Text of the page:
Legislative & Political Hatch Act Training
The Legislative & Political Department will be hosting a Hatch Act Zoom Training Webinar on July 22, 2020 at 2:00 PM EST.
The upcoming 2020 Election is quickly approaching. It is vital that all members know their rights and responsibilities pertaining to the Hatch Act.
Click here to register.
The Hatch Act is a federal law passed in 1939. The Hatch Act limits certain political activities and restricts postal and federal employees from engaging in partisan political activity while on the clock or on postal or federal property.
President Mark Dimondstein and Legislative & Political Director Judy Beard
The HATCH ACT
No one likes their rights being infringed upon. The Hatch Act is a law that does exactly this to federal and postal employees. The Hatch Act directs what activities we can and cannot do during partisan elections.
The Hatch Act became law in 1939. There have been several legal challenges made on many of the Hatch Act restrictions concerning the 1st Amendment (free speech), 5th Amendment (due process), 9th Amendment (protection against invasion of the Bill of Rights). These losses in court have not stopped efforts to amend the Hatch Act.
Making changes in this law requires congressional action. We encourage every APWU member to exercise their rights to the fullest extent the law permits. Please review this document.
If you have any questions, you can contact the APWU Legislative Department at 202-842-4211 or the U.S. Office of Special Counsel, whose job is to enforce the Hatch Act, 202-254-3650. They also have additional information on their website here.
PERMITTED AND PROHIBITED ACTIVITIES
Information obtained from the U.S. Office of Special Counsel
- May be candidates in non-partisan elections.
- May register and vote as they choose.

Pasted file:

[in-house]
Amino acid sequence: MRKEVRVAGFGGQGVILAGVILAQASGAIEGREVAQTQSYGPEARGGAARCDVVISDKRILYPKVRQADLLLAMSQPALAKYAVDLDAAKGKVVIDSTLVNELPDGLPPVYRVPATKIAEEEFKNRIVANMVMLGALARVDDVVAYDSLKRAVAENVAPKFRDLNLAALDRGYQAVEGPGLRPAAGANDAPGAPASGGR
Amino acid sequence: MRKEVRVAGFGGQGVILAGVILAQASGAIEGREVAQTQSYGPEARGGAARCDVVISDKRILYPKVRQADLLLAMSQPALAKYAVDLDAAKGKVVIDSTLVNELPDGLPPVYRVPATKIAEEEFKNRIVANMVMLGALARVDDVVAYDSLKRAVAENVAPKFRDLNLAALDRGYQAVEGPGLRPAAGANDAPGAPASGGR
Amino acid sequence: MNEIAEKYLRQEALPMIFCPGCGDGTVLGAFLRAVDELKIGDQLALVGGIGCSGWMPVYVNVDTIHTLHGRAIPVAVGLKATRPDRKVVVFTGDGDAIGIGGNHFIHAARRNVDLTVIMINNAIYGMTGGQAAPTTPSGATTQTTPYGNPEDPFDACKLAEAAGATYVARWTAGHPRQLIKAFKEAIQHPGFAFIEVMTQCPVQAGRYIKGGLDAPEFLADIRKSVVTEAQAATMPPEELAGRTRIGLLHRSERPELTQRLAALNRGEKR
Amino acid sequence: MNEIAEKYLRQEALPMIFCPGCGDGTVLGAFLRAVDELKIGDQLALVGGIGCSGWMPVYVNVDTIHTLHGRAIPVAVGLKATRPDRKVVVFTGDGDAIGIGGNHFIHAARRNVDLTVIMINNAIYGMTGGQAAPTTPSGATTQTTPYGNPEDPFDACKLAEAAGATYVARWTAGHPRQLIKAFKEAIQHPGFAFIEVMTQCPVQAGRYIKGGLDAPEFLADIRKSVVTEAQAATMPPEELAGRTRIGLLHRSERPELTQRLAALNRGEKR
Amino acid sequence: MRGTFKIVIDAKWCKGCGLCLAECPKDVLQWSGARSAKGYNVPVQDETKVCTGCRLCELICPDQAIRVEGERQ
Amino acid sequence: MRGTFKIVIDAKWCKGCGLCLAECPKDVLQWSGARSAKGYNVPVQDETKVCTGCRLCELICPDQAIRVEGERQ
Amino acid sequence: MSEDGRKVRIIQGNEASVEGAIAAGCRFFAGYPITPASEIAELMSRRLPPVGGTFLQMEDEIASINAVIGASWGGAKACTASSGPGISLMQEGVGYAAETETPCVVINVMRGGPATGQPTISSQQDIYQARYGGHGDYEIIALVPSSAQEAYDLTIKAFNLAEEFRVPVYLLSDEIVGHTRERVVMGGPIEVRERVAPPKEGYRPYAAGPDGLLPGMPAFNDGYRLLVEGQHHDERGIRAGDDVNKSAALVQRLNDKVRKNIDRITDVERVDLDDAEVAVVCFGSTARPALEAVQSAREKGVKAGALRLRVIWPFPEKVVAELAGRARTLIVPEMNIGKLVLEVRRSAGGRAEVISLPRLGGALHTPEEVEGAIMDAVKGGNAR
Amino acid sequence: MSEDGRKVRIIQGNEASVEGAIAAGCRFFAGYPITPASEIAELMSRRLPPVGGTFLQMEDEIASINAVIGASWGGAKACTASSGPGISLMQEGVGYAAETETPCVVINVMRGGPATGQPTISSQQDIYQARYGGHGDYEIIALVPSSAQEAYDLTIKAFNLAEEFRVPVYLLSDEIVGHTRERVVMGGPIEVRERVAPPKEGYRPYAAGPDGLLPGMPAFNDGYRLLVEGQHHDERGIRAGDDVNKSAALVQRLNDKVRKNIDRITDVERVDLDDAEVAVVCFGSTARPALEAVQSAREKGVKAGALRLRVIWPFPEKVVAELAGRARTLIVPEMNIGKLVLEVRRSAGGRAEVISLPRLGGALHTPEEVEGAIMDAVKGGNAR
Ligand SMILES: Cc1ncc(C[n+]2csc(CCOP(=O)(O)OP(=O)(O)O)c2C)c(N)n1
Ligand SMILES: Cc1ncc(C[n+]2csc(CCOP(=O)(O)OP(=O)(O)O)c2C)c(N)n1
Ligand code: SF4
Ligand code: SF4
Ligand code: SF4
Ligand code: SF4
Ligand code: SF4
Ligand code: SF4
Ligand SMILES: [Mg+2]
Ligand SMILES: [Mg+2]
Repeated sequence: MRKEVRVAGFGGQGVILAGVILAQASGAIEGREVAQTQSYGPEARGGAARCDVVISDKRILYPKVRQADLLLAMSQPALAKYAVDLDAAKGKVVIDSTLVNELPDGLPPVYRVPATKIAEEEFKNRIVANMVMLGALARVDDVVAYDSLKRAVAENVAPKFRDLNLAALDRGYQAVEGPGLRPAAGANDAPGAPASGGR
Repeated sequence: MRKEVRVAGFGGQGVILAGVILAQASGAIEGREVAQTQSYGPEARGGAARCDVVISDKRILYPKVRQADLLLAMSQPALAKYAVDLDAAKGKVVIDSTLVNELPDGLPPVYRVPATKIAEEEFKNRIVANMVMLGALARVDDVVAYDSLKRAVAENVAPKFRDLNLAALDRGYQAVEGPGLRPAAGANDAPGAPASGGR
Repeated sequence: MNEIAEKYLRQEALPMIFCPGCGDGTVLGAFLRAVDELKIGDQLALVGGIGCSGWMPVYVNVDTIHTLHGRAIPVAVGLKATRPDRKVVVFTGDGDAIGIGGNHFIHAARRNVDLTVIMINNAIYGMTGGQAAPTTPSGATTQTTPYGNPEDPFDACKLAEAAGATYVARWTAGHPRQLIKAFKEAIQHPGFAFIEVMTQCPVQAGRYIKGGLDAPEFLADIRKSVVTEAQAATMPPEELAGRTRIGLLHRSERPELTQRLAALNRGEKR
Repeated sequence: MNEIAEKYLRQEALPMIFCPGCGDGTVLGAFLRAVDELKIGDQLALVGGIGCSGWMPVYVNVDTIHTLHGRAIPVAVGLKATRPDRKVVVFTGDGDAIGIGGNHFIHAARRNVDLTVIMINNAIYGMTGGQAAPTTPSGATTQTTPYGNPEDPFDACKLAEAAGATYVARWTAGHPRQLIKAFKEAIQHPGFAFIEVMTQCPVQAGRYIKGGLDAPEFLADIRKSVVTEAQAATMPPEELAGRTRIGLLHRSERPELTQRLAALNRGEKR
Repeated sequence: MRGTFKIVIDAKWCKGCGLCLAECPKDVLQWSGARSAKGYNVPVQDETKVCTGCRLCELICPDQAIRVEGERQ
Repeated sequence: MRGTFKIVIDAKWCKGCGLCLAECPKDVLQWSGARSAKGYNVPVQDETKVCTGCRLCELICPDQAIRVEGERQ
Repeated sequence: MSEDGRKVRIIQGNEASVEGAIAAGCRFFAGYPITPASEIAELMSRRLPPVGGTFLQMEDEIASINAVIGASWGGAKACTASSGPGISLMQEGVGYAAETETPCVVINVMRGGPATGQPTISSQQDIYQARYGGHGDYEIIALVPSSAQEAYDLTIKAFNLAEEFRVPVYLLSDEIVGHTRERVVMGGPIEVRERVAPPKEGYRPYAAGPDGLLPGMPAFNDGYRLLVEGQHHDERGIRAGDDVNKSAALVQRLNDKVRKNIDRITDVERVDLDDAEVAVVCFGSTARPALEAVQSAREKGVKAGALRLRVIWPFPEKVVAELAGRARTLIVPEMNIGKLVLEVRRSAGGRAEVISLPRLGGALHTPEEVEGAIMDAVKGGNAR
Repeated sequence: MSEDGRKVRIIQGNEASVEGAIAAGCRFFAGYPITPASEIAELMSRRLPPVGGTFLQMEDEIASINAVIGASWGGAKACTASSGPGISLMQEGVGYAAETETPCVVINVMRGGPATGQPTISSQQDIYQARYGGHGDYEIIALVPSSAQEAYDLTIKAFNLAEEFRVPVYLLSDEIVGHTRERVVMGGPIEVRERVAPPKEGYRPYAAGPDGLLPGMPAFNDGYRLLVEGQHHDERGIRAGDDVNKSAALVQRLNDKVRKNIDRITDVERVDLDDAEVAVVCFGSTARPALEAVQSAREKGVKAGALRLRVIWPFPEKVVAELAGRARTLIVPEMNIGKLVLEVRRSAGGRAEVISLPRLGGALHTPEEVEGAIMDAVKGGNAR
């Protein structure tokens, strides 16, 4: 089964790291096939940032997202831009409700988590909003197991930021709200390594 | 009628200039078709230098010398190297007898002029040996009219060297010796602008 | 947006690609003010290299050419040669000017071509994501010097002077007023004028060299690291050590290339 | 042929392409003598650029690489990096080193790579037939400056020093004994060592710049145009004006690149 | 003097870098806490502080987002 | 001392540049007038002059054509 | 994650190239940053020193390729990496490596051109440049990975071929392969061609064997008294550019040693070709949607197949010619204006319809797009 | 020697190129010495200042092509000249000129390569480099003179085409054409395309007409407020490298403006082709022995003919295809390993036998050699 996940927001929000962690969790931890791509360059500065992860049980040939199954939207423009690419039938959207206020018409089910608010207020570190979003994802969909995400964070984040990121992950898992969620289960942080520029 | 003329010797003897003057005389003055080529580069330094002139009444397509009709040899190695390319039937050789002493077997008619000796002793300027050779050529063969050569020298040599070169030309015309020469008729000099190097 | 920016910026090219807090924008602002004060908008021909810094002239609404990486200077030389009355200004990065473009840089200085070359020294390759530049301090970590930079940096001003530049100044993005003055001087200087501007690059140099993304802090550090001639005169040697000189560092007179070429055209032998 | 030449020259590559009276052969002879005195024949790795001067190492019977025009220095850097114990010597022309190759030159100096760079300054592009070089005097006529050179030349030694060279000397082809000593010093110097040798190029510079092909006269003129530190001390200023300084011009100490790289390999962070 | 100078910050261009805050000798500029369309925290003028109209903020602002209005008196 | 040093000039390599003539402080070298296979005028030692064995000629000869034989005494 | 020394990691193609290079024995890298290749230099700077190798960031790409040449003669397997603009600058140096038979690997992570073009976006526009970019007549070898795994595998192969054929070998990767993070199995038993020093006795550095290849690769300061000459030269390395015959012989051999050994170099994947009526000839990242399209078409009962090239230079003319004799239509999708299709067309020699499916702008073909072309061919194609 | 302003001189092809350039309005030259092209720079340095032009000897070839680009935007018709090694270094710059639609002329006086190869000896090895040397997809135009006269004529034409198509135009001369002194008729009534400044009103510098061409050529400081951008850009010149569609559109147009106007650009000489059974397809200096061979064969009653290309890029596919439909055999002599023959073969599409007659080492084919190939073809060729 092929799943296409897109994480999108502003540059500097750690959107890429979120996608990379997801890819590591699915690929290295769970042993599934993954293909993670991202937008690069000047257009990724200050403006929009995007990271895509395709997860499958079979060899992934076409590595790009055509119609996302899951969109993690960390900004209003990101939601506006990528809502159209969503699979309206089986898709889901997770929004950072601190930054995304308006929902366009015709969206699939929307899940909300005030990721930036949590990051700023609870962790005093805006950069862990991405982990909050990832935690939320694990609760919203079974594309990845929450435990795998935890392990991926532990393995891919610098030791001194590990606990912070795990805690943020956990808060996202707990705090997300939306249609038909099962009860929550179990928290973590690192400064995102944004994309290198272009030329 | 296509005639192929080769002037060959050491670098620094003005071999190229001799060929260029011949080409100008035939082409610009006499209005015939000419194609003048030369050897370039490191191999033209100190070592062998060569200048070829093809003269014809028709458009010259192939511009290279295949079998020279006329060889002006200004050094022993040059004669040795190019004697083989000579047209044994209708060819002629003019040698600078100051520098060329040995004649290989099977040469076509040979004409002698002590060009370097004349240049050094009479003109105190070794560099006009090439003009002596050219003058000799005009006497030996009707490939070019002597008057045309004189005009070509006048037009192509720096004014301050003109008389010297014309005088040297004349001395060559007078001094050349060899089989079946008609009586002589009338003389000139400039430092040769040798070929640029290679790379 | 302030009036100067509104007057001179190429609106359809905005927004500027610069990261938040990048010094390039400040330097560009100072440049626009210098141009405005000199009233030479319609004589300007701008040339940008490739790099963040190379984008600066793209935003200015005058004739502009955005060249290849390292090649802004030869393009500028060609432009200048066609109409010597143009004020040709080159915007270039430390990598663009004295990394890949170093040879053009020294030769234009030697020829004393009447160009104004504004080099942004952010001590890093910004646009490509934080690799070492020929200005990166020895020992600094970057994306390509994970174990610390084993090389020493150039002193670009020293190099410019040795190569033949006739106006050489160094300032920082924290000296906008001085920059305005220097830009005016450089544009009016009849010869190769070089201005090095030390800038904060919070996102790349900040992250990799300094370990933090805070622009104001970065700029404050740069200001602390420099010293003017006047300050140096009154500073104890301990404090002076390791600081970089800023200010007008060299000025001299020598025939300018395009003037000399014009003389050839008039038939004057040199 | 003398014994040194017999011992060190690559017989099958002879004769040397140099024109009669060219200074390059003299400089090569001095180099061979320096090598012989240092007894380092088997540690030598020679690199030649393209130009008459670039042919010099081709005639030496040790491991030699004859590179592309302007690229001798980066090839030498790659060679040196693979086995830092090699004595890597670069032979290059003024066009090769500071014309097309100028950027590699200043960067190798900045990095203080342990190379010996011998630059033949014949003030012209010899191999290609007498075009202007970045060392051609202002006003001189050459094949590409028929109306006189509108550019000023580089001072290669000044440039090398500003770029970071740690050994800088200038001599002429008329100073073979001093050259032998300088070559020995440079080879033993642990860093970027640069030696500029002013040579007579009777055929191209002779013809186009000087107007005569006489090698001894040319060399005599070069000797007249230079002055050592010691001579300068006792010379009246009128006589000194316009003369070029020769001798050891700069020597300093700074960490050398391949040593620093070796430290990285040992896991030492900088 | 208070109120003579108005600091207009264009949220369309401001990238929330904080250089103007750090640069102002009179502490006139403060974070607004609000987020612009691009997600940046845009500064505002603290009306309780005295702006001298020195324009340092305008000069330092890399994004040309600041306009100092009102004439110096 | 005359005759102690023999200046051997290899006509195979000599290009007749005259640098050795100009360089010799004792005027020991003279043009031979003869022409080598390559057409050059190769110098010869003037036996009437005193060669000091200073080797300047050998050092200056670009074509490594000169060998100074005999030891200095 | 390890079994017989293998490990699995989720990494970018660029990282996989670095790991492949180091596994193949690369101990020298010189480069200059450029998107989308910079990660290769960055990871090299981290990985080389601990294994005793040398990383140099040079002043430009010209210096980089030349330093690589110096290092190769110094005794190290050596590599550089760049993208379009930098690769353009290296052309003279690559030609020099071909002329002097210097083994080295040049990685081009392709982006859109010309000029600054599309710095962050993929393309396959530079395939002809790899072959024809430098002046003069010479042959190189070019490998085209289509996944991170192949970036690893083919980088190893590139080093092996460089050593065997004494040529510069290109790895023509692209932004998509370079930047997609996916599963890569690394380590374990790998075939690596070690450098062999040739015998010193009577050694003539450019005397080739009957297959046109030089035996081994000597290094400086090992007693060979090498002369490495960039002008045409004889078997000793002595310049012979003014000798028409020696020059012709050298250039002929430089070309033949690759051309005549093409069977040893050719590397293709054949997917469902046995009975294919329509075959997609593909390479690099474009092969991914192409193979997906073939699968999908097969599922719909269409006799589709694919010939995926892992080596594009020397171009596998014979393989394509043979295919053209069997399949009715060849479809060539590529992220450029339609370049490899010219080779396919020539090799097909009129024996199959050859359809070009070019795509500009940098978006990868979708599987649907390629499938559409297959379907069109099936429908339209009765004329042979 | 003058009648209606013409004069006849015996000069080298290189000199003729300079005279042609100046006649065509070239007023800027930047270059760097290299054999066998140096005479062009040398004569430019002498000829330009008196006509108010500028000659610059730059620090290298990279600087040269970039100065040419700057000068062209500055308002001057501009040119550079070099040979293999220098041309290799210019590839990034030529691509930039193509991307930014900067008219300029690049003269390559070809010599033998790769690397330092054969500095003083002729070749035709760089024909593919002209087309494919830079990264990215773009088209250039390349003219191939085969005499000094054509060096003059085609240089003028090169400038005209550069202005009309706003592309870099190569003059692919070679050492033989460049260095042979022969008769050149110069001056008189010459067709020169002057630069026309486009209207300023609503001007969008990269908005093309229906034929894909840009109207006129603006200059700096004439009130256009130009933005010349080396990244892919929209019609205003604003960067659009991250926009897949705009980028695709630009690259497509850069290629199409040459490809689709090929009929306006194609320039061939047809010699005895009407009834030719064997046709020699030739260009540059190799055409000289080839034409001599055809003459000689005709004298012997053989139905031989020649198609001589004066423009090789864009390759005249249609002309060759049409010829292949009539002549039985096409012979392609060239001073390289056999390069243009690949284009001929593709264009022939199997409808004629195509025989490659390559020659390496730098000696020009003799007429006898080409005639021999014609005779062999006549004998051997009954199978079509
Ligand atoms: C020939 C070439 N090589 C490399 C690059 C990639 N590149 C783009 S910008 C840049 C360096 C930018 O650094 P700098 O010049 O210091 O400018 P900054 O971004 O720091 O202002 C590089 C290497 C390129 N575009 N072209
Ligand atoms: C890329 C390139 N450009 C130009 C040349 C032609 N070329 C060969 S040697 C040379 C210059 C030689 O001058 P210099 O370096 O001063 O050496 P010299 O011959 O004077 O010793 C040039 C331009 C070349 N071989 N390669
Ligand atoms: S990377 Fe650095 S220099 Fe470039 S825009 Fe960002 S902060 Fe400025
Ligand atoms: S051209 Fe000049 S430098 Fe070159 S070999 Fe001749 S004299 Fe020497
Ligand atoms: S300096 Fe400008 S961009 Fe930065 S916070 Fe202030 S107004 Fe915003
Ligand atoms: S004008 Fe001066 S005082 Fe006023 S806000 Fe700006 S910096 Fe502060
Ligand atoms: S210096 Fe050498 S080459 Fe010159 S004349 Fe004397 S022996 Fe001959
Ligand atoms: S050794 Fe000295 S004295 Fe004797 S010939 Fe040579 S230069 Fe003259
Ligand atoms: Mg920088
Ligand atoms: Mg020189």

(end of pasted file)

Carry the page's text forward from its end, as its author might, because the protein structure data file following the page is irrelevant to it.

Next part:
- May assist in voter registration drives.
- May contribute money to partisan groups and candidates in partisan elections.
- May attend political fundraisers.
- May attend and be active at political rallies and meetings.
- May join, be active, and hold office in partisan groups.
- May sign and circulate nominating petitions.
- May campaign for or against candidates in partisan elections.
- May make campaign speeches for candidates in partisan elections.
- May distribute campaign literature in partisan elections.
- May campaign for or against referendum questions, constitutional amendments, or municipal ordinances.
- May express opinions about political issues.
- May express opinions about partisan groups and candidates in partisan elections while not at work or using official authority.
- May not be candidates in partisan elections.
- May not use official authority to interfere with an election or while engaged in political activity.
- May not invite subordinate employees to political events or otherwise suggest that they engage in political activity.
- May not knowingly solicit or discourage the political activity of any person with business before the agency.
- May not solicit, accept, or receive political contributions (including hosting or inviting others to political fundraisers) unless both persons are members of the same federal labor or employee organization, the person solicited is not a subordinate employee, the solicitation is for a contribution to the organization’s political action committee, and the solicitation does not occur while on duty or in the workplace.
- May not engage in political activity while on duty, in the workplace, wearing a uniform or official insignia, or in a government vehicle. For example:
- May not wear, display, or distribute partisan materials or items.
- May not perform campaign-related chores.
- May not make political contributions.
- May not use email or social media to engage in political activity.